Dcc is not dc. It is a switched bipolar dc. Switching frequency being in the khz range.
I have a beautiful mehano locomotive that i wanted to convert to dcc. It had great led lighting and a good motor. During this process i had to remove its original pcb as i accidently cut off some of the tracks. So i made my pcb with the NEM connector for easy decoder swapping. The NEM connector pin spacing is 0.1″ and so was easy to make myself. During soldering i used an acid based easy clean flux.
The loco was wired up. When i fired up my controller i immediately ran into some weird issues. Sometimes the motor ran okay. Sometimes it did not. The lighting was all messed up as both the front and rear lights would come on simultaneously. The F1 light used for the Cab was always ON even when the F1 switch on the controller was off. In general the operation was bizarre.
Initially i thought that it must have been the controller. True enough, when i tested the decoder on a testbed, it had the same issues. So i replaced it with a known working Digitrax-DZ125 decoder. Again, same problems. When i retested this decoder on a testbed, it misbehaved again. This meant that loco was actually messing up my decoders. I could not afford to replace any more decoders on the loco !
But again since Digitrax-DZ125 always had overrated motor load handling capacity, i thought i’d try out the ESU decoder. This decoder actually had overload protection and is more rugged. In went the ESU decoder. Loco ran okay for a minute. Then again, same problems, now with the lights. The motor running seemed okay.
Now i was at a loss to explain what was going on. During the initial stages, i checked each NEM connector pad against the other to make sure that there were no shorts. So i knew that DC isolation was not an issue. By this time i had already destroyed 3 decoders. I thought that it must have been the motor. So i tested the loco motor separately in another loco. It ran fine. So motor was not a suspect.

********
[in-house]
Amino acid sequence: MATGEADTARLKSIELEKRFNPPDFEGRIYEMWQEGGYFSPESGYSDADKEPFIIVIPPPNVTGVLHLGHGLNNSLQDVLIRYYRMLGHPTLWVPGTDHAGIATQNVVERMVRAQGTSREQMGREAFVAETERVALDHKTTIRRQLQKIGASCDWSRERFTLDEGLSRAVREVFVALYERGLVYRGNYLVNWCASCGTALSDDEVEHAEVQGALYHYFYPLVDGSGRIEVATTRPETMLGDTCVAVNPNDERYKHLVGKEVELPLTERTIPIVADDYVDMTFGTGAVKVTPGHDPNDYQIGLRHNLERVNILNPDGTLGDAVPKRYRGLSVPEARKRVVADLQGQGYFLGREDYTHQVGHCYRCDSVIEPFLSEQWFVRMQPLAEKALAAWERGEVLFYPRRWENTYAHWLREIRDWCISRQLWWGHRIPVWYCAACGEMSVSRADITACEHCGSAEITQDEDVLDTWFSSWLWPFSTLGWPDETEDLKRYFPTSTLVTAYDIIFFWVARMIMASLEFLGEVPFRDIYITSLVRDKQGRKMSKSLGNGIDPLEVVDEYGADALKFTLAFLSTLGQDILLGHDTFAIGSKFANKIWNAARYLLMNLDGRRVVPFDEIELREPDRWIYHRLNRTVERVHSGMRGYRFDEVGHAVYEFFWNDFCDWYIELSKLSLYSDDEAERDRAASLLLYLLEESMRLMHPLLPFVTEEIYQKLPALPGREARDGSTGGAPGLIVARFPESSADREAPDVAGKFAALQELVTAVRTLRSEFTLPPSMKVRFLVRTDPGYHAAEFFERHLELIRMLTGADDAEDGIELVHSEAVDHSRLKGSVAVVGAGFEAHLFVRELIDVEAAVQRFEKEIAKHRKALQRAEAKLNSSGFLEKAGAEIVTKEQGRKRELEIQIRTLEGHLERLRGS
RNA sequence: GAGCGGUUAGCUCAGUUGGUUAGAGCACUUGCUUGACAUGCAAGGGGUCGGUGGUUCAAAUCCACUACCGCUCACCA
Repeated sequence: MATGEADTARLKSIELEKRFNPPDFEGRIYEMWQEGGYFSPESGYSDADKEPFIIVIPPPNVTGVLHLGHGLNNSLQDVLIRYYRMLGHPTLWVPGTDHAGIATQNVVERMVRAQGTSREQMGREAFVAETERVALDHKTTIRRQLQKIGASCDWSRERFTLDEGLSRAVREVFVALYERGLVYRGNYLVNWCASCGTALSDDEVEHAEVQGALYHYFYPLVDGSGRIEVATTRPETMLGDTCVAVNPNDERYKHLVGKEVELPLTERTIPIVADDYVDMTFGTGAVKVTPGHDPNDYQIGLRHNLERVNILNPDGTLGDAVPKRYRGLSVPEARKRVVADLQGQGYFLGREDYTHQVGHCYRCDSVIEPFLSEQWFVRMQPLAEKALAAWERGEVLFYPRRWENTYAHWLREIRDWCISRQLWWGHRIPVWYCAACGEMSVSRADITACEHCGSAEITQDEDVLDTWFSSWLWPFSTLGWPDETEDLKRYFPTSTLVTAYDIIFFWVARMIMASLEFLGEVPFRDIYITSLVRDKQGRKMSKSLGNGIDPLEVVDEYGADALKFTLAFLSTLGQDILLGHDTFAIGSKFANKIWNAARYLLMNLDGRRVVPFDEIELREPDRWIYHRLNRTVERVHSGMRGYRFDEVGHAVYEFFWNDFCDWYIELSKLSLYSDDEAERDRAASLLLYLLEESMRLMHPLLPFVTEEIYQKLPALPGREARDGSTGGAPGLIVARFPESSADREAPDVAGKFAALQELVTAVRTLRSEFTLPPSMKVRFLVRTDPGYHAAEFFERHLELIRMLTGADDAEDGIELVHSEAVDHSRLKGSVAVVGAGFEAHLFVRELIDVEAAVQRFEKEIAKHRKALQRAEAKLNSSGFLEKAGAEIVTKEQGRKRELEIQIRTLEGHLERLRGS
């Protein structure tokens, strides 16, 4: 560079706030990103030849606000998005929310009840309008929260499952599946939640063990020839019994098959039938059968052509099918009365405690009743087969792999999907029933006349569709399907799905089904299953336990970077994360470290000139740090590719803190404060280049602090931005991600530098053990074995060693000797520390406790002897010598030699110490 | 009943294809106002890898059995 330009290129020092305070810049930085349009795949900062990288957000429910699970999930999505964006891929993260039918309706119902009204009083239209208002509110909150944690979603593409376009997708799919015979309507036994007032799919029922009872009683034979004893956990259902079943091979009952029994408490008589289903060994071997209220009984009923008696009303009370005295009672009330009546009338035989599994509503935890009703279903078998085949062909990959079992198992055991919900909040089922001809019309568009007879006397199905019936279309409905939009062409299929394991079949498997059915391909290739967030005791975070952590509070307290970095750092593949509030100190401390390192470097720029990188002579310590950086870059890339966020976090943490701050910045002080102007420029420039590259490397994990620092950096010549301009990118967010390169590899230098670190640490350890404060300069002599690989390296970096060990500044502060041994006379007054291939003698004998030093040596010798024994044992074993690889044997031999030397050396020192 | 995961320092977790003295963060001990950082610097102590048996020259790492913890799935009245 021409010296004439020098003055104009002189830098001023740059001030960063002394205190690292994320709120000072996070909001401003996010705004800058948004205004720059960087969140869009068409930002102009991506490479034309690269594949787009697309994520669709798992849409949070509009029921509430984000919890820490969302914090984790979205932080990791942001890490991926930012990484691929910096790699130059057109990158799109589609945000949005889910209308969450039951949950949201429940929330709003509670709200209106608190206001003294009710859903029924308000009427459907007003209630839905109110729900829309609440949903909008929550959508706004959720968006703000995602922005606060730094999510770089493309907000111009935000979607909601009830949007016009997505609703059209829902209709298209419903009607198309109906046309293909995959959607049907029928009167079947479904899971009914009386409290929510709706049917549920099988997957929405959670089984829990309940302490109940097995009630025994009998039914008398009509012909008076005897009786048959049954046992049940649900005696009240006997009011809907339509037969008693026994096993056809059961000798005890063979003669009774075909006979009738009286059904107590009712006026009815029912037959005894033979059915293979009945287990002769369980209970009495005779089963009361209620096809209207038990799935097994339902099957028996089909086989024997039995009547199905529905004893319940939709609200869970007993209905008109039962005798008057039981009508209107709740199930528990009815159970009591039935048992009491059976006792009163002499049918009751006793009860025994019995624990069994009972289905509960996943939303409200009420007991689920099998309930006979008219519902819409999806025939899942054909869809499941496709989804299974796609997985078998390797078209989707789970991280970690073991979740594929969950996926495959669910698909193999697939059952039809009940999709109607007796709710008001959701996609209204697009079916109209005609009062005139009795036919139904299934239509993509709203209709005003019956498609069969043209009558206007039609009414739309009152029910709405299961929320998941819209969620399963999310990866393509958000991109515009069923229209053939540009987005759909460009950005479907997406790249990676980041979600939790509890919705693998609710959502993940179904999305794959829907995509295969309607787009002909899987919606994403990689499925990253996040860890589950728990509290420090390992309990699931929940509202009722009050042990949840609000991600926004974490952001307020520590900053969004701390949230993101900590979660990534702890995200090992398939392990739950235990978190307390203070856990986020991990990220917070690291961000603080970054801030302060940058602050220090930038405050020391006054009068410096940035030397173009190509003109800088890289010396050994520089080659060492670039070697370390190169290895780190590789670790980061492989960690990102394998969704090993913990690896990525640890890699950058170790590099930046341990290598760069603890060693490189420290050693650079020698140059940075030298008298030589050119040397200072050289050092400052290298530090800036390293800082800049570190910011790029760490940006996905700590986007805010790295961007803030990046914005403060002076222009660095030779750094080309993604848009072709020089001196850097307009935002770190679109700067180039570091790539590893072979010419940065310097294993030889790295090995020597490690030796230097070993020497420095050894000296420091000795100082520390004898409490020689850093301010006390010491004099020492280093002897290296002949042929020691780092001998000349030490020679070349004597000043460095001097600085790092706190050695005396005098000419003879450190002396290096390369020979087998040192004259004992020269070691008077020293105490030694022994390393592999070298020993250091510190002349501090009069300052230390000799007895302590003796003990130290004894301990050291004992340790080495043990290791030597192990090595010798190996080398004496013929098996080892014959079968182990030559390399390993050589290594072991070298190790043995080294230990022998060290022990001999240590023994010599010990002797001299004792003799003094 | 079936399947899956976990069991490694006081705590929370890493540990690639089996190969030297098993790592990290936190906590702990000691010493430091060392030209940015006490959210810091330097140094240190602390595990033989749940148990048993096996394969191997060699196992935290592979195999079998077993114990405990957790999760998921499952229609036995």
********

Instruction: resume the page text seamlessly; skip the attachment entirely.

That left only the PCB i made. But i knew that i tested them for shorts using multimeter set in the 1kohm range and everything was okay. I guess this where my 4 college and work experience came in handy. I removed the PCB. Set my multimeter in MegOhm range. Then tested each pad against the other. The results were amazing. The same pads that showed 0-ohms for short circuit testing now showed about 1-megohm between some pads. Then it all made sense.
1: Since the operation was not DC but instead an AC type operation, these pads that were 0-ohms on DC were actually conducting during the DCC operation.
2: I used acid based flux instead of rosin based one. Acid based flux while great for cleaning does have a small conductance. Combine this with the 0.1″ pad spacing and this effect went up.
3: All DCC decoders nowadays use MosFets for the lighting system. The Mosfets are driven open drain (drain floating). Mosfets are voltage driven unlike BJT’s that are current driven. Their gates are quite sensitive to voltage fluctuations. The capacitive coupling of the DCC signals from the track could have played havoc on these Mosfets, thereby driving the LED’s sporadically.
So i re-designed the PCB by removing the NEM connector. No more 0.1″ spacing pads. The pads and tracks on the PCB were wide apart. I cut the NEM connector off the decoder and soldered the decoder directly to the board. This time i cleaned the board thoroughly with rubbing alcohol and an old toothbrush to make sure there was no flux residue. In the photo, the new PCB is mounted on the loco chassis and the culprit PCB is lying below the loco. The loco was wired up again and powered.
Success!!!. The loco now ran great. Great running characteristics, great directional and cab lighting with no flickers or other glitches. So the culprit was the PCB and the flux.
I hope this troubleshooting process helps anyone in a similar boat.